editorial opinion

Forecasting the next 150 years

Some events are certainties but you can bet on some wild cards as well.

By Marvin Cetron
Pres, Forecasting Intl

By 2060, settlers could live in a permanent base on Mars, but Ladbrokes sets the odds at 33 to 1 against.

Three forecasts have recently caught our attention. The first considers developments the world is more or less likely to see over the next 150 years. The others look at war and weaponry in the near term—both areas that have advanced aviation from the biplanes of World War I through the drones of today's conflicts. All 3 are worth a little of your time.

Tomorrow's world

The first and broadest report comes from the BBC (bbc.com/future/story/20130102-tomorrows-world). The BBC gathered several dozen specific prophecies from news organizations, from researchers at IBM, NASA and the United Nations, and from Long Bets—a website that styles itself "The arena for accountable predictions."

The BBC staff classified many items as belonging to a utopian or dystopian future. Then they handed the list to Ladbrokes, the London-based gaming company, to set the odds that each forecast would come to pass. The result may not be a definitive look at the years ahead, but it offers some interesting possibilities. Here are some highlights, along with our comments.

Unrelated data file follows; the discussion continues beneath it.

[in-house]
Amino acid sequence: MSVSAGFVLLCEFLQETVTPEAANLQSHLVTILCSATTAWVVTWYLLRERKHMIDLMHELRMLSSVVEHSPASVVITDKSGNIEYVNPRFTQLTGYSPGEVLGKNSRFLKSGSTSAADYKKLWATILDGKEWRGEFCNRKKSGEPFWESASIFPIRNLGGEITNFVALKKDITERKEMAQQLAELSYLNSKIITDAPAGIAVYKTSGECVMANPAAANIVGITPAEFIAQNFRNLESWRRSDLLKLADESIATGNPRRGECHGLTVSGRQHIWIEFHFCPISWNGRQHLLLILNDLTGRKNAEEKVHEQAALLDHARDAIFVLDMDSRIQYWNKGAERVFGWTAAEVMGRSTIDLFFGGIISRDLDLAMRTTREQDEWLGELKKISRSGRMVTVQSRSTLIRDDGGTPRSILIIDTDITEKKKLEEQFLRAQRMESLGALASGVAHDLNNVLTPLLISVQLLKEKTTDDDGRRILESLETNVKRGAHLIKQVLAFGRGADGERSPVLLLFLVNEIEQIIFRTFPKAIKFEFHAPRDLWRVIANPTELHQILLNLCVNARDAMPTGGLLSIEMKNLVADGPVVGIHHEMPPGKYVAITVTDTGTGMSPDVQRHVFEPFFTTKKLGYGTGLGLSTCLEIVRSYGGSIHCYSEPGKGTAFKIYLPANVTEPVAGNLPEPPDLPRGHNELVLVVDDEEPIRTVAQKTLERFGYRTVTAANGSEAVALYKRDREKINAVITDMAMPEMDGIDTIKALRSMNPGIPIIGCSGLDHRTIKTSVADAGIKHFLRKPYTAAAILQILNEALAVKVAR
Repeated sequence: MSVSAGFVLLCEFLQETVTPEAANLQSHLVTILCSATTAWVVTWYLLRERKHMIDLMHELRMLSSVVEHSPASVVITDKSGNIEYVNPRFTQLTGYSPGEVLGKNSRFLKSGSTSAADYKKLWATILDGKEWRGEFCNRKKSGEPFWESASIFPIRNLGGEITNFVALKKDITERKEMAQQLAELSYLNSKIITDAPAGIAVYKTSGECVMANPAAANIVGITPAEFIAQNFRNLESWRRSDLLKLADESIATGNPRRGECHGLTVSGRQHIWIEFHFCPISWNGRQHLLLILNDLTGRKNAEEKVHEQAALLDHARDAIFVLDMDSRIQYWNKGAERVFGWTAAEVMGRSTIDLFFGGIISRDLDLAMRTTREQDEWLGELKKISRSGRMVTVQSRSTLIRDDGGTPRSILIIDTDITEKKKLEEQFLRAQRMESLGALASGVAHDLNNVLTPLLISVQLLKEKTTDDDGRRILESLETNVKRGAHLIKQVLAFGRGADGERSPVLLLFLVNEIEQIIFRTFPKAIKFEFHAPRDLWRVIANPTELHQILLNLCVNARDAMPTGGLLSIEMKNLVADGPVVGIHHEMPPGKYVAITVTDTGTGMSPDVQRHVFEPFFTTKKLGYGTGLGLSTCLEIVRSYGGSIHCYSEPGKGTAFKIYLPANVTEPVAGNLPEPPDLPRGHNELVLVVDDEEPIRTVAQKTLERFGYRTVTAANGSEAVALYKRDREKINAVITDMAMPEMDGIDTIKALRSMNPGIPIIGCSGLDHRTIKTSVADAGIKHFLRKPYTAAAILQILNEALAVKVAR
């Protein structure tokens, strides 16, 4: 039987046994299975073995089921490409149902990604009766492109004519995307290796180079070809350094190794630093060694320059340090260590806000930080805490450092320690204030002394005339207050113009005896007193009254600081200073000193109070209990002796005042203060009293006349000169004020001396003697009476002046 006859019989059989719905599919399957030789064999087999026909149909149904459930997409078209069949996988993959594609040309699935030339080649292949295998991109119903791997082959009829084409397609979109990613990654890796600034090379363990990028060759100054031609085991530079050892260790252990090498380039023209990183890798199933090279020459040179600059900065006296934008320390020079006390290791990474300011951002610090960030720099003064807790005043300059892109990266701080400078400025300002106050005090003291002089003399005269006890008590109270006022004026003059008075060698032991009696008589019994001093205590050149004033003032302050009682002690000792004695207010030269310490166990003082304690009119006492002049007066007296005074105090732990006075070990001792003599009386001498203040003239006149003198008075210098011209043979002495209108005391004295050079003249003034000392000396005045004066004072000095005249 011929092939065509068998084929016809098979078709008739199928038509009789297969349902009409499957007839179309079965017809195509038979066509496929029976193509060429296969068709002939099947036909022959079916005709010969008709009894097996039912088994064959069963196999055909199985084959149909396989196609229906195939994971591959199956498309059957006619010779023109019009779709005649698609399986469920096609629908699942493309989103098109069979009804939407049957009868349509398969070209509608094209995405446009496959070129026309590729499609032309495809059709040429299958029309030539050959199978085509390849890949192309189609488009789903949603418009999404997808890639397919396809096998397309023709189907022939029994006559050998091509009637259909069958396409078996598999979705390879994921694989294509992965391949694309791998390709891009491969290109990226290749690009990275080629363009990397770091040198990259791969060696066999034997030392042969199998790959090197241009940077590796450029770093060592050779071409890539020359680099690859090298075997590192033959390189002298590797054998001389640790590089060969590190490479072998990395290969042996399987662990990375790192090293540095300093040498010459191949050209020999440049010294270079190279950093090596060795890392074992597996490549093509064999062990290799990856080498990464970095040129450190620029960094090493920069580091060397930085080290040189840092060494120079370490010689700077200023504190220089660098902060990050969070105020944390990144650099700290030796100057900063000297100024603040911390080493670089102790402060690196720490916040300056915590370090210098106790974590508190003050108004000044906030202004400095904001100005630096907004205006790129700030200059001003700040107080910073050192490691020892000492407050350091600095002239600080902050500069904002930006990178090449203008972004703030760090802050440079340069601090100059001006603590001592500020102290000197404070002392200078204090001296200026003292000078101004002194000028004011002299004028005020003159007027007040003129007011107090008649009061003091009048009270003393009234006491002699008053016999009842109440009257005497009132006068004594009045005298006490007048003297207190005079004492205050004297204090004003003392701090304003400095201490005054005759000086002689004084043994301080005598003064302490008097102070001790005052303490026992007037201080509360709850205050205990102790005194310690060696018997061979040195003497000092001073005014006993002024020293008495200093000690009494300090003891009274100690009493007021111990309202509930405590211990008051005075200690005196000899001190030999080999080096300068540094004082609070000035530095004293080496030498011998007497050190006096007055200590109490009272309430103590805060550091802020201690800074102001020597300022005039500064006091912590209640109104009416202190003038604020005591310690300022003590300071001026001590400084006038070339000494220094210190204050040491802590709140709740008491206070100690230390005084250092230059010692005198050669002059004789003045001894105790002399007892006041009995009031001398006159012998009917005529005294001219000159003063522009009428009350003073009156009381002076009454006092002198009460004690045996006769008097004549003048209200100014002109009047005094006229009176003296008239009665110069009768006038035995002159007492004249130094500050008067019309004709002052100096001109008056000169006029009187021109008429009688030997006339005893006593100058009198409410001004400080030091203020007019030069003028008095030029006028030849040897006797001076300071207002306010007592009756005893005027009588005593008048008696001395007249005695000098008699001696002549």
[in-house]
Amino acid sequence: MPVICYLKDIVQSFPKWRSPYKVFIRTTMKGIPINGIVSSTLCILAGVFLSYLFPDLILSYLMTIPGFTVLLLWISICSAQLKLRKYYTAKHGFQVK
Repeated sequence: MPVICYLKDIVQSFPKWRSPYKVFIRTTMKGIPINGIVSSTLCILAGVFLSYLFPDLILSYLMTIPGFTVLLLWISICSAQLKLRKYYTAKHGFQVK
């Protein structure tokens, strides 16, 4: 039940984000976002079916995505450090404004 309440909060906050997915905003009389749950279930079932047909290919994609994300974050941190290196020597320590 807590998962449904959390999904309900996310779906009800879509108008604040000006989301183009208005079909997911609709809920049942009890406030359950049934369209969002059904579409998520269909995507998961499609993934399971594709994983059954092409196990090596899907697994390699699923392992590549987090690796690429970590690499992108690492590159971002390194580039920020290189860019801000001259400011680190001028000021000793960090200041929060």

Ladbrokes gives odds of 3 to 1 that fusion power will be demonstrated successfully by 2020. We think this prediction is too optimistic. No fusion experiment has yet released enough power to be captured and delivered to a customer, and none is likely to in the next 8 years. It takes a long time to build a fusion reactor and get it working properly, and the US has been cutting back on research funding in this field. A date of 2020 is just too soon.

Pilotless commercial flights will not take to the air by 2030, if Ladbrokes is right—but we rate the chances at 50/50.

The proposition that "many commercial flights take place without pilots" is rated 3 to 1 against by 2030. For cargo flights, we rate the odds no worse than even, and nearly inevitable by 2035. Given an incident rate no higher than that of piloted flights, we expect drone passenger service to begin 5 years thereafter. So far, unmanned executive flights are not in the cards.

By 2037, automated cars are given odds of 4 to 5 to take over from human drivers. We think Ladbrokes is about right. It looks now as though the first autonomous cars will on the road before 2020. Seventeen years later, manual driving will be almost purely recreational.

Computing and robotics

BBC reports 7 to 4 odds that the "Great Firewall" will fail this year, allowing the Chinese people ready access to information from around the globe. It could be, but we have tried to give up underestimating Beijing's technical capacity to hem in its citizens. It will be at least a few years before ordinary citizens, as opposed to skilled hackers, can get past China's Internet censors.